MeetingEffective governance is the backbone of an organization. The way a board leads speaks volumes about its effectiveness, values and ethics. Poor or ineffective board governance will bring an organization down. You and I have seen it happen time and time again.

Governance is at the core of everything we do here at the NCCF -- and our statewide board of directors takes their roles both individually and collectively quite seriously.

We have a governance committee, chaired by Jim Black, who spends an enormous amount of time vetting and discussing potential board candidates. He and the committee spend even more time talking about ways to ensure ongoing board education and engagement. It really is both a science and an art.

We just held an orientation for our two newest board members. (You’ll be hearing more about them soon, but suffice it to say now that we arethrilled to have Juan Austin and Katharine (Kack) Harrison Hardin join our statewide board!) The orientation is a pretty extensive effort that did not start nor will it end today, but rather it is an ongoing process of education and achieving clarity. It really began during the recruitment process in talking with board prospects about our board culture and our organizational values.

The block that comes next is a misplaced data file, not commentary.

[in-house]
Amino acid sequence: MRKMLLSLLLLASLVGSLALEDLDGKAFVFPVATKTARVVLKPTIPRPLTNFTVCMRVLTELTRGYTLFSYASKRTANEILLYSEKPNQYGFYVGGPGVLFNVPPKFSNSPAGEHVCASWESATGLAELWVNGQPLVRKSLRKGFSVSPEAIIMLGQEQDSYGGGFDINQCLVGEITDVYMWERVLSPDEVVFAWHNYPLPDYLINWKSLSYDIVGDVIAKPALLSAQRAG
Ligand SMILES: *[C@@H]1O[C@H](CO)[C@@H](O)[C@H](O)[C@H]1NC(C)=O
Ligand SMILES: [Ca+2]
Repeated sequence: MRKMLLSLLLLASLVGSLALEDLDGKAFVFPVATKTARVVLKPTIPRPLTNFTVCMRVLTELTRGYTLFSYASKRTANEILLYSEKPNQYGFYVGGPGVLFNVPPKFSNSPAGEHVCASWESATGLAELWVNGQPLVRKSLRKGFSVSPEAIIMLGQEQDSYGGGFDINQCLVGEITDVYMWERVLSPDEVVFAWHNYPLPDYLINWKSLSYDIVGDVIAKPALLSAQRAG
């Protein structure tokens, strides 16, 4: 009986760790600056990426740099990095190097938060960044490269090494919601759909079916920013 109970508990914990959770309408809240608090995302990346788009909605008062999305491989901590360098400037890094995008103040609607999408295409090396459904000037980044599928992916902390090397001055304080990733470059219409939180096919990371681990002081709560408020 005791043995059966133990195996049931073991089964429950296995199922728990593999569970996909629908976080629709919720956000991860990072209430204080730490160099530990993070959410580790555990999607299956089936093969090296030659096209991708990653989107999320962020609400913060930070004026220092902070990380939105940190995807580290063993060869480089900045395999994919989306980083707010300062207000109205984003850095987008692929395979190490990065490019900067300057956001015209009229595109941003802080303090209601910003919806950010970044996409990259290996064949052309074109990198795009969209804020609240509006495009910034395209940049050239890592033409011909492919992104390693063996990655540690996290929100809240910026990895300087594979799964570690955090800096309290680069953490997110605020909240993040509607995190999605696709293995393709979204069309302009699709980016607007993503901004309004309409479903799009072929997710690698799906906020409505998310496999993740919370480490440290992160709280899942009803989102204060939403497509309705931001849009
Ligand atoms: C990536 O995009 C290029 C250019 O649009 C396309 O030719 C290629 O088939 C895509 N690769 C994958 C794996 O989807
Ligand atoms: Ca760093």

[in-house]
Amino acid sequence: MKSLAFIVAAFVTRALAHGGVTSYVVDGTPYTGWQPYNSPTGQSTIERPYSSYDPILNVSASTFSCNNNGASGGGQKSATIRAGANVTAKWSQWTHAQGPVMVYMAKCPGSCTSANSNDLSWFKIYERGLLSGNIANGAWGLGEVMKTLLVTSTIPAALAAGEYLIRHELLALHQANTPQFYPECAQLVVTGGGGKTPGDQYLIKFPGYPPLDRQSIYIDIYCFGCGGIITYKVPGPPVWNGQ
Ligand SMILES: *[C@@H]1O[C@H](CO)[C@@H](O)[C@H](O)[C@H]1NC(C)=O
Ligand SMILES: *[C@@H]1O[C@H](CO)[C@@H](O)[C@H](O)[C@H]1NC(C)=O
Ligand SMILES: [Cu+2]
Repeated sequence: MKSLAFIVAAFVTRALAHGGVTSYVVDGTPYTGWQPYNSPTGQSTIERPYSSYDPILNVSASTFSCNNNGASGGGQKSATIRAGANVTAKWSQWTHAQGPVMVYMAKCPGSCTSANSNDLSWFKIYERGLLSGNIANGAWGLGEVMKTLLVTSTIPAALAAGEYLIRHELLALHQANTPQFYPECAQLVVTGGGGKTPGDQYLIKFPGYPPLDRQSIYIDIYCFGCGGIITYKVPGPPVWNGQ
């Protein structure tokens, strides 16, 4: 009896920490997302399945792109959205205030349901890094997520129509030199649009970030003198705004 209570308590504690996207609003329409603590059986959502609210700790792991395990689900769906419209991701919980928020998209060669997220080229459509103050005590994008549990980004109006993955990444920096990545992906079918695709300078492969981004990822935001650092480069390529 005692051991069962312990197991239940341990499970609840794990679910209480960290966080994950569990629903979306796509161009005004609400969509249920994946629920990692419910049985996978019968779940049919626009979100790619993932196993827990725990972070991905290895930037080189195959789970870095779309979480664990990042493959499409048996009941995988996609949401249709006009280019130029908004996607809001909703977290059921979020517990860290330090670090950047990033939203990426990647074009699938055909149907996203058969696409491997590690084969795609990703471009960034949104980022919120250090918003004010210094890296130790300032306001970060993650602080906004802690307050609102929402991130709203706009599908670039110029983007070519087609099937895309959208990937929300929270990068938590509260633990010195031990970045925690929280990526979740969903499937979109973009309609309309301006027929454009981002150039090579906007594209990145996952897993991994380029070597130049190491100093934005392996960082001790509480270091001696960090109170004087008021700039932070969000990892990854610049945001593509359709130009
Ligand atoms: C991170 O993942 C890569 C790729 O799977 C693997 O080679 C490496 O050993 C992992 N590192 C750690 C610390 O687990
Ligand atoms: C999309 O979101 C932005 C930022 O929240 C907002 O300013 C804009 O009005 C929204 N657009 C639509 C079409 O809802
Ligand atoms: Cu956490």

I love the board orientation process, as it provides an opportunity to figure out how to talk about our work in a concise, interesting and approachable way. Our new board members are really smart and busy people who bring incredible expertise and real life experiences and lots of great questions. It is always a great exchange to offer up how we do something and then get asked “why?”  Why not this way? Or have you ever thought about this? I love curious people, and I love when folks ask questions because they are interested and because they often respond with new ideas.  

Our work here at the North Carolina Community Foundation is simple: we work to inspire giving across the state. But the “how’s” can be complex -- and not always easy to grasp in a quick presentation. 

Talking with new board members is an opportunity to describe who we are, what we do and our collective hopes and dreams about where we are headed. It’s articulating the art of giving with the discipline required of definition. And I never tire of hearing it out loud.

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